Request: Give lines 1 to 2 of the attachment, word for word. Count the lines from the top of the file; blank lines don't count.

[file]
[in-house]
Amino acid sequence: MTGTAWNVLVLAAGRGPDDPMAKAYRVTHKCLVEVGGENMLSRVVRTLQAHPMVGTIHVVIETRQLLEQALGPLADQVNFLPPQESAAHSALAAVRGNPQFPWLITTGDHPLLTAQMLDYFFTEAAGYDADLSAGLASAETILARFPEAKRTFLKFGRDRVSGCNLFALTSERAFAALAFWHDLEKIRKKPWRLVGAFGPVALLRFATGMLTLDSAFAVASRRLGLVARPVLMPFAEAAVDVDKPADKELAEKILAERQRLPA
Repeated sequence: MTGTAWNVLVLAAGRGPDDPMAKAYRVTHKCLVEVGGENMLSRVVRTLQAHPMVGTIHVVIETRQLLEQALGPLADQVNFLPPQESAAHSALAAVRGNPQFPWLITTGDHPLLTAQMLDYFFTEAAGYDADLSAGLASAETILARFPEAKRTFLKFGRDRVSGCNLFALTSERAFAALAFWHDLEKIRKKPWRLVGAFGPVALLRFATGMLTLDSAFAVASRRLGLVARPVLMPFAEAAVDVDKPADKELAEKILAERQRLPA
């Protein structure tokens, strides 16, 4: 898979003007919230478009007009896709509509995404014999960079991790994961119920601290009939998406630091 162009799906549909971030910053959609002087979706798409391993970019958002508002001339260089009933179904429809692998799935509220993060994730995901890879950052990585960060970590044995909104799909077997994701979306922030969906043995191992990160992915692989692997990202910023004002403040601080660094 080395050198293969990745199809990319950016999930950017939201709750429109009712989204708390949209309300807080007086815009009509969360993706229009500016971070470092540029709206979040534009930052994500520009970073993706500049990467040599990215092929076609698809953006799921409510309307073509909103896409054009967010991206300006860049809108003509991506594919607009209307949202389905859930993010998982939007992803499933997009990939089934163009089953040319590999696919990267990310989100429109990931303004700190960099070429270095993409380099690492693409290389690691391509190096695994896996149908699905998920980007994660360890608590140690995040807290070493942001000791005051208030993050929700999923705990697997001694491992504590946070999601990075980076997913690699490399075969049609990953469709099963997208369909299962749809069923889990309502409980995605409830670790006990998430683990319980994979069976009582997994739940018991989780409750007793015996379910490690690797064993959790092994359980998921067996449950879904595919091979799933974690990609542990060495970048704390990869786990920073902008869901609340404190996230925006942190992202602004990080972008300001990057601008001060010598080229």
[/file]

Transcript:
[in-house]
Amino acid sequence: MTGTAWNVLVLAAGRGPDDPMAKAYRVTHKCLVEVGGENMLSRVVRTLQAHPMVGTIHVVIETRQLLEQALGPLADQVNFLPPQESAAHSALAAVRGNPQFPWLITTGDHPLLTAQMLDYFFTEAAGYDADLSAGLASAETILARFPEAKRTFLKFGRDRVSGCNLFALTSERAFAALAFWHDLEKIRKKPWRLVGAFGPVALLRFATGMLTLDSAFAVASRRLGLVARPVLMPFAEAAVDVDKPADKELAEKILAERQRLPA